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Adobe Photoshop Elements is getting so good, it edits photos for you

Adobe’s photo editor designed for the nonprofessional is getting so streamlined, the program will choose and edit photos for you, right in the home screen. The new Adobe Photoshop Elements and Premiere Elements integrate a handful of artificially intelligent features designed for faster edits, from selective color to recoloring a black-and-white photo. Photoshop Elements 2020 and Premiere Elements 2020, announced on Thursday, October 3, are designed for the “memory makers,” Adobe says — the non-pro photographers and videographers capturing family memories.

Before even heading into the main interface of Photoshop Elements, the software will complete one of four different edits and show it off for you on the home screen. Auto Creations were originally launched with collages and slideshows in the previous version, but the Adobe Sensei powered tool will now also do a handful of photo edits automatically. The feature includes four new edits — a black-and-white selection with part of the image remaining in color, a pattern brush with repeating graphics over the background, a depth-of-field edit with a blurred background, and a painterly option with a textured frame.

The Auto Creations that appear on the home screen can be further adjusted after opening, or can simply be saved as is.

Some of those auto creations are powered by the new one-click subject selection tool, which users can use for more than just those auto edited photos. The select subject tool — which already exists in the full version of Photoshop — automatically detects the subject for further photo editing, from removing the background to adding background blur.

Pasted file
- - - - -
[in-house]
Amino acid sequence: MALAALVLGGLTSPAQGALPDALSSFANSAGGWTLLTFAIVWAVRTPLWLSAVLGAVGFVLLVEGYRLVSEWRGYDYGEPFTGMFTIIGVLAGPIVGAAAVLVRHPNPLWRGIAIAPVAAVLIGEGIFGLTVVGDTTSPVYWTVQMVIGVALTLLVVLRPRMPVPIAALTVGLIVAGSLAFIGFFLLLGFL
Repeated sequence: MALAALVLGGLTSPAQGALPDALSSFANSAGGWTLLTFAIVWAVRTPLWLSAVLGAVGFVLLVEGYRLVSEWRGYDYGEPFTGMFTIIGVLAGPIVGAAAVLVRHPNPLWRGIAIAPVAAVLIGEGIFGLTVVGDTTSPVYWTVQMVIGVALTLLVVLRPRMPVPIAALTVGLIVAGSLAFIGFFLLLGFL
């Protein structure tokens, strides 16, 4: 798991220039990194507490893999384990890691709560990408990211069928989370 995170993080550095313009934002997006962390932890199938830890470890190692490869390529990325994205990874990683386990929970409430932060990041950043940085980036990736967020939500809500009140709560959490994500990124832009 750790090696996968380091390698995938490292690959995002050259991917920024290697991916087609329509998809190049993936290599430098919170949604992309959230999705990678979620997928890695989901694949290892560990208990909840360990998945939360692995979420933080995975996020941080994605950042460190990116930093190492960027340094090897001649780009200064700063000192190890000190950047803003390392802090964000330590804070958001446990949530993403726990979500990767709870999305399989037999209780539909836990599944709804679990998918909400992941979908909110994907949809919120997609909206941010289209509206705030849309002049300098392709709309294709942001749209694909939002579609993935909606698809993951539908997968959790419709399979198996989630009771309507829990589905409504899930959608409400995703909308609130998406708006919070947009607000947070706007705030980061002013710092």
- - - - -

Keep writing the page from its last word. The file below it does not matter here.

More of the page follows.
Continuing the trend of streamlined edits, Photoshop Elements now has a new tool to automatically colorize old black-and-white photos. Powered by Adobe Sensei, the tool gives users four different options to choose from, allowing for different styles and colors without manually recoloring the image.

A.I. will automatically find faces for an automatic skin smoothing tool. A slider allows novice photo editors to adjust how much of the smoothing effect to apply to the image.

A new integration with the Fujifilm Print Center allows users to order prints within the program.

For videos, Premiere Elements gains a noise-reduction tool that helps remove the grain from low-light videos. Video also now uses Smart Tags, allowing users to search and find specific videos in the Elements Organizer.

Both Photoshop Elements and Premiere Elements also gain a new set of guided edits, which walk users through the process of the edit rather than doing the edit for them. New guided edits include options like animating a sky and removing objects from photos. 

Adobe says both programs also see improved performance. The programs also gain support for HEIF and HEVC.

The Elements programs, individually, retail for $100 for a full license or $80 for existing users to upgrade. A bundle with both the photo and video editor is also available for $150 (or a $120 upgrade).

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